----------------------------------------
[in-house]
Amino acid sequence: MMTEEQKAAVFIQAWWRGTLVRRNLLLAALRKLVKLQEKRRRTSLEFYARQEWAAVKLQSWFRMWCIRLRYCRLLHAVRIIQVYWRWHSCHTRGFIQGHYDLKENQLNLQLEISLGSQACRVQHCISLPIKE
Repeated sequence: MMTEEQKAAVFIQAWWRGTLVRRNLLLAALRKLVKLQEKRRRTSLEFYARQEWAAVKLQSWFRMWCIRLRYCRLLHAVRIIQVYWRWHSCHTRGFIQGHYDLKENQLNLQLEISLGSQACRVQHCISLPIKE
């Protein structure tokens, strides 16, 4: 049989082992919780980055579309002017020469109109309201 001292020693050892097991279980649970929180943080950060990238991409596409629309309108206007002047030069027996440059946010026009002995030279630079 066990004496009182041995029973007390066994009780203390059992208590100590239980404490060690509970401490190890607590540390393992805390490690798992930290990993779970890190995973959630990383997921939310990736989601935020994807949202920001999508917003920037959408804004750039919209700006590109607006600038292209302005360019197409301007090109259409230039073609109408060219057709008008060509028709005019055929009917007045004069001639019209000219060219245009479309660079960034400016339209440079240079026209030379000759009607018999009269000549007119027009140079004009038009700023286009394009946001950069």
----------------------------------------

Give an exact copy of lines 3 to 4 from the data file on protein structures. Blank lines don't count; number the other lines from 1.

Repeated sequence: MMTEEQKAAVFIQAWWRGTLVRRNLLLAALRKLVKLQEKRRRTSLEFYARQEWAAVKLQSWFRMWCIRLRYCRLLHAVRIIQVYWRWHSCHTRGFIQGHYDLKENQLNLQLEISLGSQACRVQHCISLPIKE
């Protein structure tokens, strides 16, 4: 049989082992919780980055579309002017020469109109309201 001292020693050892097991279980649970929180943080950060990238991409596409629309309108206007002047030069027996440059946010026009002995030279630079 066990004496009182041995029973007390066994009780203390059992208590100590239980404490060690509970401490190890607590540390393992805390490690798992930290990993779970890190995973959630990383997921939310990736989601935020994807949202920001999508917003920037959408804004750039919209700006590109607006600038292209302005360019197409301007090109259409230039073609109408060219057709008008060509028709005019055929009917007045004069001639019209000219060219245009479309660079960034400016339209440079240079026209030379000759009607018999009269000549007119027009140079004009038009700023286009394009946001950069």